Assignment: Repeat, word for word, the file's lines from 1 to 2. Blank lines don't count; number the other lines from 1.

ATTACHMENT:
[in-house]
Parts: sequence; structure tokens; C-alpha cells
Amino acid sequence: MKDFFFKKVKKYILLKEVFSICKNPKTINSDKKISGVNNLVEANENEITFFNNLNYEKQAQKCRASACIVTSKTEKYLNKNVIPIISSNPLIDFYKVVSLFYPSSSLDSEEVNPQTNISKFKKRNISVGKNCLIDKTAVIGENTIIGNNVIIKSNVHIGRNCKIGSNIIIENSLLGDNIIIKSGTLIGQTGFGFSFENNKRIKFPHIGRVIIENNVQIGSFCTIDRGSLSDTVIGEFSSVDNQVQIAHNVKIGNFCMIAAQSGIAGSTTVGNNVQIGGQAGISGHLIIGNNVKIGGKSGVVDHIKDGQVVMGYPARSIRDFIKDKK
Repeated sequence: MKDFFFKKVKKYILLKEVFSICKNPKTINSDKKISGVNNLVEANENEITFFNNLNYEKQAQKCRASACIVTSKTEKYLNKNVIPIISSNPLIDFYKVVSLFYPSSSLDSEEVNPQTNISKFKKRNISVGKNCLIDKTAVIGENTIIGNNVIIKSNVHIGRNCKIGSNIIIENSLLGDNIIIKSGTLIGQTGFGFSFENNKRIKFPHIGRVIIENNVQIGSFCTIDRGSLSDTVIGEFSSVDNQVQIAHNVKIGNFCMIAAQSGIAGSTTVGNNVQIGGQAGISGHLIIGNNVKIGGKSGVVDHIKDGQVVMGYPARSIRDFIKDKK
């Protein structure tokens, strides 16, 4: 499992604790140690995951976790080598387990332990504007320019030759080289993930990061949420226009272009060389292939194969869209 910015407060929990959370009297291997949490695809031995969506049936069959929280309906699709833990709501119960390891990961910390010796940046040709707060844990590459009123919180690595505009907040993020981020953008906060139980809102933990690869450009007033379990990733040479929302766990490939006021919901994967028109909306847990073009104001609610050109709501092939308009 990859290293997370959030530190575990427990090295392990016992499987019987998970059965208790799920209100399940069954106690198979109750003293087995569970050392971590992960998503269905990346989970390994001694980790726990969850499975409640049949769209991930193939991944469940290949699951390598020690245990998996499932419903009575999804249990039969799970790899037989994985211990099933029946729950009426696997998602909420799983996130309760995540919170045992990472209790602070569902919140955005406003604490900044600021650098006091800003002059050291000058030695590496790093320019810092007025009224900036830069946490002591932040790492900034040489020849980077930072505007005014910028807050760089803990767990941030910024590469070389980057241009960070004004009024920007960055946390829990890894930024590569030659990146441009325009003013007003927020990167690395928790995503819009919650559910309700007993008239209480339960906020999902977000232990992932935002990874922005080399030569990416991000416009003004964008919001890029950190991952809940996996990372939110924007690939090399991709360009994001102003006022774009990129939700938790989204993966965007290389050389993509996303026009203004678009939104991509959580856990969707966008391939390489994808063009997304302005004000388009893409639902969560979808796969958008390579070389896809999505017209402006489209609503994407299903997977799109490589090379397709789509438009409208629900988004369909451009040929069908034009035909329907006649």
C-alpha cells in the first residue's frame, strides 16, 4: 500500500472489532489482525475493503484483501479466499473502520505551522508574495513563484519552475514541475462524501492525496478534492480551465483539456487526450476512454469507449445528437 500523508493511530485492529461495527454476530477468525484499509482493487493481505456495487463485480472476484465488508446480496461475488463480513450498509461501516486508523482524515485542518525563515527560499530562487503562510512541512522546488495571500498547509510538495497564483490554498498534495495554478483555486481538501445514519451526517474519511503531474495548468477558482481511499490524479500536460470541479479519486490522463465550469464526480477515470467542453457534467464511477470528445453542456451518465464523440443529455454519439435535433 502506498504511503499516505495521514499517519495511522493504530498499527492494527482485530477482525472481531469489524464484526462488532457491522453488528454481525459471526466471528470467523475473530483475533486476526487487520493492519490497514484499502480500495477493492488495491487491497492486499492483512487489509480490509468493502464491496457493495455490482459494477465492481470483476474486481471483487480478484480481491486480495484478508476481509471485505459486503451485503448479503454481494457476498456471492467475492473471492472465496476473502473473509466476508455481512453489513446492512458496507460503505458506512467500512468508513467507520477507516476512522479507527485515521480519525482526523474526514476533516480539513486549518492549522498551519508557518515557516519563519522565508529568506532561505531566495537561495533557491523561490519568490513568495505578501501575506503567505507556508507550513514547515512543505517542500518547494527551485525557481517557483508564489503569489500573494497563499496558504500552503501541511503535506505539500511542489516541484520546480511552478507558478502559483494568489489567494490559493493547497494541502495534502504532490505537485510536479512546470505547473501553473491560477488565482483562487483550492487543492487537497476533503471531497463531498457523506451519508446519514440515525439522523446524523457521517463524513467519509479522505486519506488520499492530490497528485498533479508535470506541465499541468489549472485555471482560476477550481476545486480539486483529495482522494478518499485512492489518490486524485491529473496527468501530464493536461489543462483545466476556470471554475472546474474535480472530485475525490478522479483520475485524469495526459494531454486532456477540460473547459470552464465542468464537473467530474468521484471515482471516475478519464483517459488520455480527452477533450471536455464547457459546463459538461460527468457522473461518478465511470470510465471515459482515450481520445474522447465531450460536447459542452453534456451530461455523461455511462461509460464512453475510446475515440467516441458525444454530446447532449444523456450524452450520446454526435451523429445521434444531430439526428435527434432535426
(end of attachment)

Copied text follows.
[in-house]
Parts: sequence; structure tokens; C-alpha cells